March 2009 Archives
At the Psychologically Healthy Workplace Conference in Washington DC, Dr. Rebecca Kelly presented on health and wellness programs. She made an interesting point about cost shifting. Specifically, punishing behaviors can be a slippery slope. We punish smokers for their behavior, we punish people who eat fast food for their behaviors, and we reward people who exercise 30 minutes or more five days each week for their behaviors.
Here’s an interesting question, though: Should we be punishing (rewarding) behaviors or punishing (rewarding) outcomes? Though this perspective may be controversial, it seems that focusing on behaviors is missing the boat. Recent studies indicate that people who are overweight are not necessarily more costly than people who are not overweight. Other studies also suggest that former smokers may cost more than current smokers. And exercise is not all the same. Low impact exercise is less “beneficial” than high-impact exercise, and sometimes high-impact exercise can be dangerous (e.g., high contact sports prone to physical injuries, runners prone to knee problems).
Somewhere along the way, somebody decided what behaviors we would punish and what behaviors we would reward. When was the last time your company’s wellness program asked you about other risky behaviors, like failing to wear your seat belt, skydiving, or riding a 4-wheeler or motorcycle? When was the last time your wellness program offered rewards for people who actually got the proper amount of sleep (or punished voluntary sleep deprivation)? These are all behaviors that have been shown to be predictive of health outcomes, but they are not a part of the equation in most insurance programs (some are considered in life insurance plans, however).
While we can reward or punish behaviors, this seems to miss the point. The goal is to reward or punish outcomes, because outcomes are what drive illness. Eating fast food by itself is not a problem. However, it becomes a problem when it leads to high cholesterol. Smoking is associated with high blood pressure and increased pulmonary problems. But, if a smoker shows no signs of these problems, should they be penalized? Finally, exercise means nothing if it does not help to lower body weight and blood pressure.
Altering food habits, sleep habits, drinking habits, and tobacco use would seem to be effective strategies for bringing people’s biometric results (weight, blood pressure, cholesterol, glucose levels) more in line with “healthy” outcomes. But, they are not health outcomes themselves; they are simply possible strategies (out of many) for achieving those outcomes. We often forget that the behaviors themselves do not produce negative health outcomes. In addition, research has not fully explored the interaction between nor the relative impact among several behaviors (i.e., does exercise negate poor eating habits, is smoking worse than poor eating habits and no exercise?). The behaviors can (but not always) produce changes in biometric outcomes, which is where the real concern lies. Does that mean we should ignore unhealthy behaviors, like smoking, drinking, seat belt use, or other behaviors? No, of course not! We should encourage people to be healthy in all aspects of their lives and promote a comprehensive lifestyle that encourages wellness. However, we should also be aware that focusing on a selective group of “behaviors” misses the larger goal of actually impacting health outcomes.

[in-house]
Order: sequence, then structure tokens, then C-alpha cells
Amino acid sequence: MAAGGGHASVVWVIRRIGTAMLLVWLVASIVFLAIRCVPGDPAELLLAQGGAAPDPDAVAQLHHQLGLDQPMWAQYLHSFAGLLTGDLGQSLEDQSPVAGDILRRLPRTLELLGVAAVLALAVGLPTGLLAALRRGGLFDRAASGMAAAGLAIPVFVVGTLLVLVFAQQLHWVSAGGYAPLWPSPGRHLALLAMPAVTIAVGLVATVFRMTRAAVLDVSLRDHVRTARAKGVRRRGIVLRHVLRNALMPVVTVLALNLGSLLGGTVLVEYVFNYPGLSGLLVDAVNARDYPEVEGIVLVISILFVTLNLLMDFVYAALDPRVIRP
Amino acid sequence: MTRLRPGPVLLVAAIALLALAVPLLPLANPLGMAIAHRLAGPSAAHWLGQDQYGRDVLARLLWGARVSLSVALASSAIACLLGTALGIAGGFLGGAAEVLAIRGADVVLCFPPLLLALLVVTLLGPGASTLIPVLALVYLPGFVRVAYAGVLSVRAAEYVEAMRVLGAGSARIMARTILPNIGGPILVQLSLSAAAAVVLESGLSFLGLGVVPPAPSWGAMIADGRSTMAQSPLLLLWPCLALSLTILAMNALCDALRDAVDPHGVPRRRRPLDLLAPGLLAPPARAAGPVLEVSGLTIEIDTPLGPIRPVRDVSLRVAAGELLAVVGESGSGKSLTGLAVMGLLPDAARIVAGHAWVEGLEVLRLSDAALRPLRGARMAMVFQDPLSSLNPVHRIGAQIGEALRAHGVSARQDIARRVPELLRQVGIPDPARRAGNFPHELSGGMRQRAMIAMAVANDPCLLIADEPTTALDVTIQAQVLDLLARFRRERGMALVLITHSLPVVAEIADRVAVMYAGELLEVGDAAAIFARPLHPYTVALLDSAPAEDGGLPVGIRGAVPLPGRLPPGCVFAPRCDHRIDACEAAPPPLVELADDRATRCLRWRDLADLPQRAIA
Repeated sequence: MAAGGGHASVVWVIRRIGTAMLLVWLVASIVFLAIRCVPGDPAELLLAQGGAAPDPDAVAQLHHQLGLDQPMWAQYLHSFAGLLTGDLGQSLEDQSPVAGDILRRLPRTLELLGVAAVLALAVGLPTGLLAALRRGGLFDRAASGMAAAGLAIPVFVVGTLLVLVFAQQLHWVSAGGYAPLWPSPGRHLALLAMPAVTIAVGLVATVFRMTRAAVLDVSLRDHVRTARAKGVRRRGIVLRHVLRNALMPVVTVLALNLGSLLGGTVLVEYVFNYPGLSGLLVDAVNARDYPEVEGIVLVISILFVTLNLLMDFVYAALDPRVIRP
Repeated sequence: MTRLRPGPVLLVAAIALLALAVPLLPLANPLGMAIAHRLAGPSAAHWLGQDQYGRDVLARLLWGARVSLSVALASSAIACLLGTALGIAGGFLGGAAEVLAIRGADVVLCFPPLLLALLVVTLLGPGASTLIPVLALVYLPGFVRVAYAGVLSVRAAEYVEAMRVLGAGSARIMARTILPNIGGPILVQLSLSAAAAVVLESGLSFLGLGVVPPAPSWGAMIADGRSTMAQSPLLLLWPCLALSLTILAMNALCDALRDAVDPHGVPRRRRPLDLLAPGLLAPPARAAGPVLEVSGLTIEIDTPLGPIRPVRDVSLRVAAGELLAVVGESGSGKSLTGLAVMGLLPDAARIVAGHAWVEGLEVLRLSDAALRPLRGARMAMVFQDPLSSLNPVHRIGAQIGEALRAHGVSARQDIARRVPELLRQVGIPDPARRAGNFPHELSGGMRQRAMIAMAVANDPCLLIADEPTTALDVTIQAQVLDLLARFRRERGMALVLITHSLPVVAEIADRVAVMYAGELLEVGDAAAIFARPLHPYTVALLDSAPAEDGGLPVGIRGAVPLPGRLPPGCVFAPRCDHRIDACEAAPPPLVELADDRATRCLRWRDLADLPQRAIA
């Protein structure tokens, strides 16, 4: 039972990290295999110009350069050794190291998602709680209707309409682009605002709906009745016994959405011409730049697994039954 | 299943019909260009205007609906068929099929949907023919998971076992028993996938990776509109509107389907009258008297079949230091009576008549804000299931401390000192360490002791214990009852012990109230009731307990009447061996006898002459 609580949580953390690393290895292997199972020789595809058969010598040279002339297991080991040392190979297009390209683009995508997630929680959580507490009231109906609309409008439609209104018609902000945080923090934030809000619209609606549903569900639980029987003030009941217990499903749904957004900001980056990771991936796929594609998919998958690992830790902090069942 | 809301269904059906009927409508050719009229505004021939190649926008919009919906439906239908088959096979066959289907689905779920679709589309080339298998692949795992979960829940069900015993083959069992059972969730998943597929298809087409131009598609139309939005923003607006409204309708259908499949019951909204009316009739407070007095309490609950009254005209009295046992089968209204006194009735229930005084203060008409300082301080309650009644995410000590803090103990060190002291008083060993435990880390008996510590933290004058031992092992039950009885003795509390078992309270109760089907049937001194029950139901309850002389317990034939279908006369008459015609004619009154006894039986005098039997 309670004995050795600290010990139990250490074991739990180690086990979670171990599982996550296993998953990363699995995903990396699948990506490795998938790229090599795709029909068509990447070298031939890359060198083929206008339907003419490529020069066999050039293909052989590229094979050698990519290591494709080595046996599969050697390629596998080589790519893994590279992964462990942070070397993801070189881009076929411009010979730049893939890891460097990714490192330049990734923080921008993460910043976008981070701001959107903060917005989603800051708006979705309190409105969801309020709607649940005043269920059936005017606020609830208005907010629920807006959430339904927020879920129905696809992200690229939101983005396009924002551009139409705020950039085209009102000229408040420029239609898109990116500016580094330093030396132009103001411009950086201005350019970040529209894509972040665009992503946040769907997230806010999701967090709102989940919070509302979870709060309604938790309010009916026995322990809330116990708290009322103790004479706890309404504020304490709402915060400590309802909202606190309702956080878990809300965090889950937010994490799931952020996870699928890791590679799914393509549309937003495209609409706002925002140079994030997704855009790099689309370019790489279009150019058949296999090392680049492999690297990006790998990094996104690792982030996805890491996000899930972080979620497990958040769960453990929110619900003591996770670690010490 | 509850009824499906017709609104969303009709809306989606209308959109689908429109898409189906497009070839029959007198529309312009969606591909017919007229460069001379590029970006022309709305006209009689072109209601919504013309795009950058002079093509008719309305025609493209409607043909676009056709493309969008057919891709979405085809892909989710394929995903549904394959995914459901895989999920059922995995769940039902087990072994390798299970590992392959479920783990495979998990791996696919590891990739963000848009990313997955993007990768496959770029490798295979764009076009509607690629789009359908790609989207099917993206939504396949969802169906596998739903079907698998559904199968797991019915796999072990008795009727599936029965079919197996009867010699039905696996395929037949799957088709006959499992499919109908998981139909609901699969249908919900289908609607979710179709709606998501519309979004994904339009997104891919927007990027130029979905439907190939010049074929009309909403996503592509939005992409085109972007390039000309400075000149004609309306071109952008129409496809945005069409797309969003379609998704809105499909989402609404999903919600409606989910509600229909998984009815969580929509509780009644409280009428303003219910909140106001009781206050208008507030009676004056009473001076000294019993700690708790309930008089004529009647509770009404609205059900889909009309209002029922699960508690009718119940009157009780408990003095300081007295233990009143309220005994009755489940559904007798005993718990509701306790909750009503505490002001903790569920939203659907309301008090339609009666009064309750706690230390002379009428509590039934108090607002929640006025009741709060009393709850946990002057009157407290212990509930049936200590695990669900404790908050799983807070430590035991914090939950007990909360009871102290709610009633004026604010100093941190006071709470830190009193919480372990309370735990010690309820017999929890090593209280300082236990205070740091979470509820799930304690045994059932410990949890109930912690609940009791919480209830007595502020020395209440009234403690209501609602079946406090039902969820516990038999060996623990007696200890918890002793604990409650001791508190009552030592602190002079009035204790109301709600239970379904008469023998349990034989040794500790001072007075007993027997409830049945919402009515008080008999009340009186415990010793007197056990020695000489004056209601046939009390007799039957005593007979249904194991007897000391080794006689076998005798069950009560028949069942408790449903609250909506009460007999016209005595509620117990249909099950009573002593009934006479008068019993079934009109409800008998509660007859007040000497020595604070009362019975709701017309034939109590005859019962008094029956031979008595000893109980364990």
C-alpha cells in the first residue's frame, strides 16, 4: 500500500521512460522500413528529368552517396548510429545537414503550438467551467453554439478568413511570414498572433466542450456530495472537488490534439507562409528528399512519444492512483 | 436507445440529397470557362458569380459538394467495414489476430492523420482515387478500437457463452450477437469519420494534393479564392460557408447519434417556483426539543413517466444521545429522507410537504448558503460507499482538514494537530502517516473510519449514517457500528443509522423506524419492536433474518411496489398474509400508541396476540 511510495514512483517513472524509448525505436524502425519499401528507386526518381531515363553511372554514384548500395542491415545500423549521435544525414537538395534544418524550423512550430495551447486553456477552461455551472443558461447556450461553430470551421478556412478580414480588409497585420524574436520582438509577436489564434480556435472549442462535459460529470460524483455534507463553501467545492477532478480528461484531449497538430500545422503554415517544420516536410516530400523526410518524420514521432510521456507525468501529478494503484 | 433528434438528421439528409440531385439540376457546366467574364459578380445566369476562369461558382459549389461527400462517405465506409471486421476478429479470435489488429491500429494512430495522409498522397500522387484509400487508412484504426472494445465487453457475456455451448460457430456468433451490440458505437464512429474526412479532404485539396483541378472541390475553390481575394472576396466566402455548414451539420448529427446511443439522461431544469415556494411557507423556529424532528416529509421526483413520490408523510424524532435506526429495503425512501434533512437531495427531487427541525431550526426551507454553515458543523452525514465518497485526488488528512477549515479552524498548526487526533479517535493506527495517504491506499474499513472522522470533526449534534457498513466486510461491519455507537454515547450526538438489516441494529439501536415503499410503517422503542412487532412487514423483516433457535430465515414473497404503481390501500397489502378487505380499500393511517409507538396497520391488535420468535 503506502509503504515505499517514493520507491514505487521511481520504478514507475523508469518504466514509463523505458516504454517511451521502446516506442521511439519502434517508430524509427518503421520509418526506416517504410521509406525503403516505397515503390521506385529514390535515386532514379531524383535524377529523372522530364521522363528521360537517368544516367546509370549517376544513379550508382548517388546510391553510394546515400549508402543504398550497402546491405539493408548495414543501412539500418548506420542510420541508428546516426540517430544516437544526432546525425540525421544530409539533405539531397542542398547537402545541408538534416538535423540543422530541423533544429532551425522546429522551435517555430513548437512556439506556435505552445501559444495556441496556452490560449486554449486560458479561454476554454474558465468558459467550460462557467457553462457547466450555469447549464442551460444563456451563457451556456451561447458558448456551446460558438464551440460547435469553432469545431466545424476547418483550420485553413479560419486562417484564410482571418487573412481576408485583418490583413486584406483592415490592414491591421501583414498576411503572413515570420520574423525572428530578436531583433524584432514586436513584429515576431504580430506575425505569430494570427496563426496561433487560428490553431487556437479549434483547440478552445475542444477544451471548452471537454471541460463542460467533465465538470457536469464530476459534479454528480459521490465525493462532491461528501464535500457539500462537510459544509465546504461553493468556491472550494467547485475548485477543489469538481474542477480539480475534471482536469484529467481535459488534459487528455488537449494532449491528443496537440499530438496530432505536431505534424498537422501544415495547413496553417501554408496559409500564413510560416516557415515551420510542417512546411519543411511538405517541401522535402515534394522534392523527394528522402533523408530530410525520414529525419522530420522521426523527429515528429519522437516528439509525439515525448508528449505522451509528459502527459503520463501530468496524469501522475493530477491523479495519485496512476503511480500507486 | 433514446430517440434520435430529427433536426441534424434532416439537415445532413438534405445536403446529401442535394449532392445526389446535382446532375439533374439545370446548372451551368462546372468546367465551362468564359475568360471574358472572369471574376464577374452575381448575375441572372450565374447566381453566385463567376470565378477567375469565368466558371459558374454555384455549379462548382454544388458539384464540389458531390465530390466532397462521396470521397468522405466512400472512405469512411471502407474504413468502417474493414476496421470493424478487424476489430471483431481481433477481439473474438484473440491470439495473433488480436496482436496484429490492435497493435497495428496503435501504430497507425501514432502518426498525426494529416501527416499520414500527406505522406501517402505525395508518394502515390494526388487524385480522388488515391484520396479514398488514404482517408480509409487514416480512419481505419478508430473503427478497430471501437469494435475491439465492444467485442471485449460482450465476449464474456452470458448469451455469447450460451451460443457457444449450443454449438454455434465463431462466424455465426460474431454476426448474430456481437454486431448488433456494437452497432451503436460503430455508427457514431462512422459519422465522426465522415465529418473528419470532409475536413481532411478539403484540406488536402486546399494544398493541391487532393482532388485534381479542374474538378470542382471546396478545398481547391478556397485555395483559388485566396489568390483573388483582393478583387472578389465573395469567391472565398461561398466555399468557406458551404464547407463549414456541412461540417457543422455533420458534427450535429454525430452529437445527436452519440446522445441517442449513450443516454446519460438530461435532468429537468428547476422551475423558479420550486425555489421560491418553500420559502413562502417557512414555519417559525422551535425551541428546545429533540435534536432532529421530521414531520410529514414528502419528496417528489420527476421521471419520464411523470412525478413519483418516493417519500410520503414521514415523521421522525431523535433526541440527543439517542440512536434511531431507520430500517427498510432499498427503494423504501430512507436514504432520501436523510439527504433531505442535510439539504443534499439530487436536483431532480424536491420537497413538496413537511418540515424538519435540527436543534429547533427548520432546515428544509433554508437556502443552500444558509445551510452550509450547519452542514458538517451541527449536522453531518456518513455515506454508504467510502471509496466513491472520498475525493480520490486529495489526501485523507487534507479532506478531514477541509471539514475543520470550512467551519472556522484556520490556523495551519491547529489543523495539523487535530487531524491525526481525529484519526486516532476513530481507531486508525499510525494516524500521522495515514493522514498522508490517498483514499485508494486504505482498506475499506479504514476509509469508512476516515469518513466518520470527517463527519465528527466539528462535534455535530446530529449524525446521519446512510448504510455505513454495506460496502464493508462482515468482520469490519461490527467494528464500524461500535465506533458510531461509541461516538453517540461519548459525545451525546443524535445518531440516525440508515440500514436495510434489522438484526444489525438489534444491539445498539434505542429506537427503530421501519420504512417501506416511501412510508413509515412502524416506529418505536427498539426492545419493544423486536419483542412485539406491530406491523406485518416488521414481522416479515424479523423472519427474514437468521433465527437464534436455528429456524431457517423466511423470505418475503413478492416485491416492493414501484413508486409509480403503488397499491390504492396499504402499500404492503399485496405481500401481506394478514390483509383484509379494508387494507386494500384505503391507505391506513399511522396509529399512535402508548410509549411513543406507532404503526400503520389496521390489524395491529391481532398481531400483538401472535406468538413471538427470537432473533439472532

In organizations, we primarily reward performance outcomes, we don’t reward behaviors that may or may not lead to outcomes. In health and wellness, we might be advised to do the same thing!
In a recent conversation with a management team of a small business, one of the executives asked me, “How do we get our employees more involved? Our business is way down and people are scared.”
I told them about a strategy used by a similar company who won a Wisconsin Psychologically Healthy Workplace Award in 2005. Lakeland Supply holds quarterly employee meetings, and for employees to attend they must bring at least one positive idea that will improve the work they do. If they have no positive suggestions, they cannot attend!
In tough economic times like these, when employees are afraid of losing their jobs and companies are struggling to survive, asking workers for input can risk unleashing a torrent of pent-up negative emotion, complaints, and anger. This causes executives to be cautious about asking for input. Managers become quiet about the directions of the company and so employees feel less connected to the workplace.
Lakeland Supply addresses these problems directly by carefully defining the expectations before each meeting. Employees respond by talking with each other about ways to improve the success of the company and offering each other positive suggestions. This happens all year long, not just at the quarterly meetings. Negative discussions around the water cooler can spur more negative talk. Apparently positive discussions also increase the focus on the positive!
The management team ends up with more good suggestions than they can address at once, and they must engage in the task of prioritizing the items after each quarterly meeting. The priorities are then shared with the employees so there is an opportunity for more dialogue and more engagement. Lakeland Supply both values and fosters a positive environment in the workplace.
Although these efforts have originated in small companies, the same approach can be used within defined divisions or departments in larger organizations.
The result is a company that finds a competitive edge in this difficult economy because employees are pulling together to find solutions and overcome problems. Everyone is invested and engaged in making their business a success.
How do you get employees more involved in your organization?